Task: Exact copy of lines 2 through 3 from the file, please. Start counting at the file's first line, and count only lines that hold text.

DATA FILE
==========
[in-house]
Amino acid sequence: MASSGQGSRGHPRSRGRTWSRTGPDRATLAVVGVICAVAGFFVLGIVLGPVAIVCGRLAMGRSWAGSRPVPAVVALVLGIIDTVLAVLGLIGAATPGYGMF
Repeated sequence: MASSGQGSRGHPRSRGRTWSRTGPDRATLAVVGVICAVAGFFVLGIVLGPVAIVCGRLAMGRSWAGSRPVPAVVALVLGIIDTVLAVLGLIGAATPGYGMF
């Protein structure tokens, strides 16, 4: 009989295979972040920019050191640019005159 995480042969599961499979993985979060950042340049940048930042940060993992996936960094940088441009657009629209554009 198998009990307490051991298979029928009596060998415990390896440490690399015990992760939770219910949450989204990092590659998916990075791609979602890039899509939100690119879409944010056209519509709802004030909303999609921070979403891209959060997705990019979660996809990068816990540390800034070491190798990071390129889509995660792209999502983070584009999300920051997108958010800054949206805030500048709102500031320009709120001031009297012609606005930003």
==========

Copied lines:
Amino acid sequence: MASSGQGSRGHPRSRGRTWSRTGPDRATLAVVGVICAVAGFFVLGIVLGPVAIVCGRLAMGRSWAGSRPVPAVVALVLGIIDTVLAVLGLIGAATPGYGMF
Repeated sequence: MASSGQGSRGHPRSRGRTWSRTGPDRATLAVVGVICAVAGFFVLGIVLGPVAIVCGRLAMGRSWAGSRPVPAVVALVLGIIDTVLAVLGLIGAATPGYGMF